MEMPHIS, Tenn. (CNN) — Valentine’s Day is about spending time with the person you love. But, what if that person doesn’t remember you?
A Memphis, Tenn., man visits his wife almost every day. She has Alzheimer’s, but she’s still his Valentine.
“My favorite memory … I guess when she said ‘I do,’” Warner Gregory said.
No one can ever take away the past, a comfort Gregory knows beats time.
“This is all I can do. I come and love her. I’m here probably five days out of the week,” Gregory said.
His wife, Judy, was diagnosed with Alzheimer’s disease almost 10 years ago.
“When this happened, I was angry. I said, ‘You’ve missed the mark. I was standing over here, God. It was supposed to have been me,'” Gregory said.
In the last three years, it’s progressed.
“This disease seems to strike people who are creative, artistic, smart, loving. It takes all that away from them, and it takes away from their family, that they don’t have that anymore,” Gregory said.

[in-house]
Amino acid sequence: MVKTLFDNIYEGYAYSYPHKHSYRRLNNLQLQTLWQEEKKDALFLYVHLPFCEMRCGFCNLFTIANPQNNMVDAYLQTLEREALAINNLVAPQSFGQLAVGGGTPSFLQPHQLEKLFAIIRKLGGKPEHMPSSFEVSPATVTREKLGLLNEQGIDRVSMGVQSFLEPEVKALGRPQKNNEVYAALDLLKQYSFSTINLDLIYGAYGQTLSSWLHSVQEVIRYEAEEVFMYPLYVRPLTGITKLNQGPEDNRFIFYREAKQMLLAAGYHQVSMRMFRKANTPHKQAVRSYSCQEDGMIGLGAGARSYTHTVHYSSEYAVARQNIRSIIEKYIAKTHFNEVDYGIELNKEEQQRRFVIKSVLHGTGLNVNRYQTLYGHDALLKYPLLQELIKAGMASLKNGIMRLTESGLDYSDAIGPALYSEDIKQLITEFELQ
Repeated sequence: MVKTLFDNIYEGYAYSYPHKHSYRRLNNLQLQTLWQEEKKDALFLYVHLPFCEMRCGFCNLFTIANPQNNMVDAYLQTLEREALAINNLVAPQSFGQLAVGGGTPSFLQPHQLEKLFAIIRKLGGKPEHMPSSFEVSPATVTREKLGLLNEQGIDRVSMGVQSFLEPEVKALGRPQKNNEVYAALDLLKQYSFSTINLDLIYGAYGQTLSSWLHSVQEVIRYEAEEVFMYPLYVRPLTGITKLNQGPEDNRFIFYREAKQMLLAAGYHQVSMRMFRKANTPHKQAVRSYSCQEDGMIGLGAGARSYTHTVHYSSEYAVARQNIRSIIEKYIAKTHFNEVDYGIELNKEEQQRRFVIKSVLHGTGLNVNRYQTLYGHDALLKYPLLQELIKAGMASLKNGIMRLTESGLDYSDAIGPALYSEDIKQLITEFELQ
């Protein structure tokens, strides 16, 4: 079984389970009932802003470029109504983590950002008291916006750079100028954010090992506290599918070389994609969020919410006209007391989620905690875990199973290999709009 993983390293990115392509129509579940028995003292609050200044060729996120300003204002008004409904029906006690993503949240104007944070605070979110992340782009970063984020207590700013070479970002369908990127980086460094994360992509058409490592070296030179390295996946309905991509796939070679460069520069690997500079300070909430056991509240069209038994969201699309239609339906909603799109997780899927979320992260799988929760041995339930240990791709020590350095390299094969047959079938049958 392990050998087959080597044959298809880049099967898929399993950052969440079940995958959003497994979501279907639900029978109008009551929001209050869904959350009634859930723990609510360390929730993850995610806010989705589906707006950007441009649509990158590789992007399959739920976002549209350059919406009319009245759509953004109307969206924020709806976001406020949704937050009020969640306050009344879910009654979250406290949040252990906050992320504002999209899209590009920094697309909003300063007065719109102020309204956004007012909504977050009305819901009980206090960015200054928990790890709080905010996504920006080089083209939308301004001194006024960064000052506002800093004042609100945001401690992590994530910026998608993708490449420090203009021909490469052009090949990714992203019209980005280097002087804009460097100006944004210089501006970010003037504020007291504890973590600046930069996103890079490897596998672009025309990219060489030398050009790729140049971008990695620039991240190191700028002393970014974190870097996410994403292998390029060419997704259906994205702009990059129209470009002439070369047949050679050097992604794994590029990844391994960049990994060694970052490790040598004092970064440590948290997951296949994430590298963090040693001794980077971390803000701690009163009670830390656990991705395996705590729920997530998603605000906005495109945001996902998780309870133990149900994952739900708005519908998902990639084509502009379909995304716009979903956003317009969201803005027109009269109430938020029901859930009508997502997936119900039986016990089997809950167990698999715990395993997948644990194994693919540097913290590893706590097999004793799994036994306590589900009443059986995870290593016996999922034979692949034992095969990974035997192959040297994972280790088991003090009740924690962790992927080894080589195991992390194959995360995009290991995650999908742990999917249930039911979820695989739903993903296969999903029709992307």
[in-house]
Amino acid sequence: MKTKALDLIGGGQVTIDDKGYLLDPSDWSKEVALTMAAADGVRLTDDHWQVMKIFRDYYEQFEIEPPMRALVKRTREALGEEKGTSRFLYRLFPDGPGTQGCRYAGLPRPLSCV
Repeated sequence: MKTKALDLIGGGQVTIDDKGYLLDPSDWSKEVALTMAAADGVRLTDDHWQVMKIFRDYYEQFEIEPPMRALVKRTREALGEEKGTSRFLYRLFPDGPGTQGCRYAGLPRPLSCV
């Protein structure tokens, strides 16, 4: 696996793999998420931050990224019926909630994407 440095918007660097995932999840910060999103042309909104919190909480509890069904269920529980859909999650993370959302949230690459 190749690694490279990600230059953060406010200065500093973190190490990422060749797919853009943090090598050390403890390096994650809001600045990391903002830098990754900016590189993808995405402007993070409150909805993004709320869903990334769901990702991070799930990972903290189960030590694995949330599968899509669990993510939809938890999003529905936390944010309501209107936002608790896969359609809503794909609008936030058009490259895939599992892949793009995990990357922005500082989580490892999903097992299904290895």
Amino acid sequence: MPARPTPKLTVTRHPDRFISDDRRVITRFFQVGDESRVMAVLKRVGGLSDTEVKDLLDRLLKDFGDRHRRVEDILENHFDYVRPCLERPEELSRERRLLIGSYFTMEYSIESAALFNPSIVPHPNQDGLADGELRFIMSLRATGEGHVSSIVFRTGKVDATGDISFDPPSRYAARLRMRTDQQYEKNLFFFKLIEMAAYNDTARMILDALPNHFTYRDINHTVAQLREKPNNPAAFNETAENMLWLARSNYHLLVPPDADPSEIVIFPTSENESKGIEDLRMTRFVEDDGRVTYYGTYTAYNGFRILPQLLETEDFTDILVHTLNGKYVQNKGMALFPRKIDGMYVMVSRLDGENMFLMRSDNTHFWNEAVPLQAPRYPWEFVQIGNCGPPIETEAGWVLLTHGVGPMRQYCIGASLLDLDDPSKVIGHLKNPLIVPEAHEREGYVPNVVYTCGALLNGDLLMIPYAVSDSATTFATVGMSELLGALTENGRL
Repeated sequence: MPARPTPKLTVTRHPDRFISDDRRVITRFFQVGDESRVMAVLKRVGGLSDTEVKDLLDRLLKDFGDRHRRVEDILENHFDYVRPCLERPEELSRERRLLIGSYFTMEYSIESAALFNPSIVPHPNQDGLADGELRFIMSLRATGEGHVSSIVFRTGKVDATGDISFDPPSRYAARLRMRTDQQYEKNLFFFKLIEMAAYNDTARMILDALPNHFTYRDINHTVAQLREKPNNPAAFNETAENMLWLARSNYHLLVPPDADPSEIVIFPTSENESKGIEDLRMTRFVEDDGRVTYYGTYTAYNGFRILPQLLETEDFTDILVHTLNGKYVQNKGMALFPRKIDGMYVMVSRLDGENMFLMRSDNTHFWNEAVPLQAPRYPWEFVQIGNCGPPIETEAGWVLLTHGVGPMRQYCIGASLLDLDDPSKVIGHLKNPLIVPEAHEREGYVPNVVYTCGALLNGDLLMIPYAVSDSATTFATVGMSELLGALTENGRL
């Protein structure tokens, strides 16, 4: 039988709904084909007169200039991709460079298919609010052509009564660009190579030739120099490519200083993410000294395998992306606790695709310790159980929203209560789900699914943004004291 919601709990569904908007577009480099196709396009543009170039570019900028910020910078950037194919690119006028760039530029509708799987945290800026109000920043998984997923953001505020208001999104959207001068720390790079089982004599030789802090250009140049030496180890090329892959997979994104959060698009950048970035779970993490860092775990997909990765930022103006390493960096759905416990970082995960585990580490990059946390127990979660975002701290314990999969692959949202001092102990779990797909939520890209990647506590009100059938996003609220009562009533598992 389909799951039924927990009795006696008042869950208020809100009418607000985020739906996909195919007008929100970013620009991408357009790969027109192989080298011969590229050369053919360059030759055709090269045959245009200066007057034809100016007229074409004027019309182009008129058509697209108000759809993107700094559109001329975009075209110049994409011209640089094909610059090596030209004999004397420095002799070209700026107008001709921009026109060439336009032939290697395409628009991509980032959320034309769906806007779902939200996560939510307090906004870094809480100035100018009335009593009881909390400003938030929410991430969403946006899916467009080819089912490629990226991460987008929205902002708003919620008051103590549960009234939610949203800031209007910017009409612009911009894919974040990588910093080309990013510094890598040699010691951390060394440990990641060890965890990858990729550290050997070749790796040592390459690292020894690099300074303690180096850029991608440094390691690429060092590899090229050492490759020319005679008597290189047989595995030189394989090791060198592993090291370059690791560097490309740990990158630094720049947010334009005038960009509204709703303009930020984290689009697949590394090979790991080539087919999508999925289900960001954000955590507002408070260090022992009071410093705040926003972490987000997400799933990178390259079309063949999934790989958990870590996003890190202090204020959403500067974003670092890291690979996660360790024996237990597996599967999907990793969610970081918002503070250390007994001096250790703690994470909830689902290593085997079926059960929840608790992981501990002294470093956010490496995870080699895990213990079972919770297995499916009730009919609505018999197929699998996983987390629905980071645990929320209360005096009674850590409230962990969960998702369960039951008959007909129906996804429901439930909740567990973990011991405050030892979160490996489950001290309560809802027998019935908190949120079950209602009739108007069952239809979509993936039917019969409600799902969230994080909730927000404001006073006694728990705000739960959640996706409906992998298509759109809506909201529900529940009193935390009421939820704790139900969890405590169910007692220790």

Robbed of a constant and familiar spirit, but left with glimpses of recognition, like last year’s Valentine’s Day.
“I walked in the room and she goes, ‘I want to kiss you.’ But, it went away. Just as fast as she said it, it went away,” Gregory said.
Gone, but etched into Gregory’s heart, beating for another warm second.
“She’s been more chatty today than she has in a while. I haven’t seen her cross her legs in quite some time. I have been known to walk out the back of my apartment and just yell at God going, ‘Why?’ But, like I said, I’ve turned her over to Him a long time ago, and I’ve told her it’s OK to let go,” Gregory said.
Because the love always stays. Gregory is advocating for state legislation that would provide relief to dementia caregivers. He says he’s hoping for a cure, but, for now, he’ll just be there for other families … and, of course, for his beloved wife.
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